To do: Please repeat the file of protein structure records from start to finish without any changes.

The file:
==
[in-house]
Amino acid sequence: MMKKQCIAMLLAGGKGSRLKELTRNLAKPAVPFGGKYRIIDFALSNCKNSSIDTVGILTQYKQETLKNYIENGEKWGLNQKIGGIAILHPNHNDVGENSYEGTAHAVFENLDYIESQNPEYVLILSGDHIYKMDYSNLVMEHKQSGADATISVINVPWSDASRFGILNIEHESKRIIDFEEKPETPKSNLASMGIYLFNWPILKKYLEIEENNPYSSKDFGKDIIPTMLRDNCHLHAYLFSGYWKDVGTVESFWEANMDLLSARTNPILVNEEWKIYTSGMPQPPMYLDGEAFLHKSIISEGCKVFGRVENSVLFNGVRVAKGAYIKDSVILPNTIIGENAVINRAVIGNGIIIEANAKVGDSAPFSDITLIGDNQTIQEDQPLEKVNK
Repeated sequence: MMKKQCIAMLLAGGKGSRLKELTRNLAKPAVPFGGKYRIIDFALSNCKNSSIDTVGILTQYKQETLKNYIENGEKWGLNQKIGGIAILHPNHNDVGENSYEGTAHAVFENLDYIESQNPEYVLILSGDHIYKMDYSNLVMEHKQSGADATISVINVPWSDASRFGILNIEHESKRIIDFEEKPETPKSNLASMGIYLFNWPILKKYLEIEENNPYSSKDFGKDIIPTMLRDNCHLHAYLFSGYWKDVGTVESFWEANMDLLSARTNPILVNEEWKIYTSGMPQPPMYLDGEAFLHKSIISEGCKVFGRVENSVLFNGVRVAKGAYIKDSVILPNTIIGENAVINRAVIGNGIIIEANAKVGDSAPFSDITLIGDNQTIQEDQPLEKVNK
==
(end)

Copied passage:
[in-house]
Amino acid sequence: MMKKQCIAMLLAGGKGSRLKELTRNLAKPAVPFGGKYRIIDFALSNCKNSSIDTVGILTQYKQETLKNYIENGEKWGLNQKIGGIAILHPNHNDVGENSYEGTAHAVFENLDYIESQNPEYVLILSGDHIYKMDYSNLVMEHKQSGADATISVINVPWSDASRFGILNIEHESKRIIDFEEKPETPKSNLASMGIYLFNWPILKKYLEIEENNPYSSKDFGKDIIPTMLRDNCHLHAYLFSGYWKDVGTVESFWEANMDLLSARTNPILVNEEWKIYTSGMPQPPMYLDGEAFLHKSIISEGCKVFGRVENSVLFNGVRVAKGAYIKDSVILPNTIIGENAVINRAVIGNGIIIEANAKVGDSAPFSDITLIGDNQTIQEDQPLEKVNK
Repeated sequence: MMKKQCIAMLLAGGKGSRLKELTRNLAKPAVPFGGKYRIIDFALSNCKNSSIDTVGILTQYKQETLKNYIENGEKWGLNQKIGGIAILHPNHNDVGENSYEGTAHAVFENLDYIESQNPEYVLILSGDHIYKMDYSNLVMEHKQSGADATISVINVPWSDASRFGILNIEHESKRIIDFEEKPETPKSNLASMGIYLFNWPILKKYLEIEENNPYSSKDFGKDIIPTMLRDNCHLHAYLFSGYWKDVGTVESFWEANMDLLSARTNPILVNEEWKIYTSGMPQPPMYLDGEAFLHKSIISEGCKVFGRVENSVLFNGVRVAKGAYIKDSVILPNTIIGENAVINRAVIGNGIIIEANAKVGDSAPFSDITLIGDNQTIQEDQPLEKVNK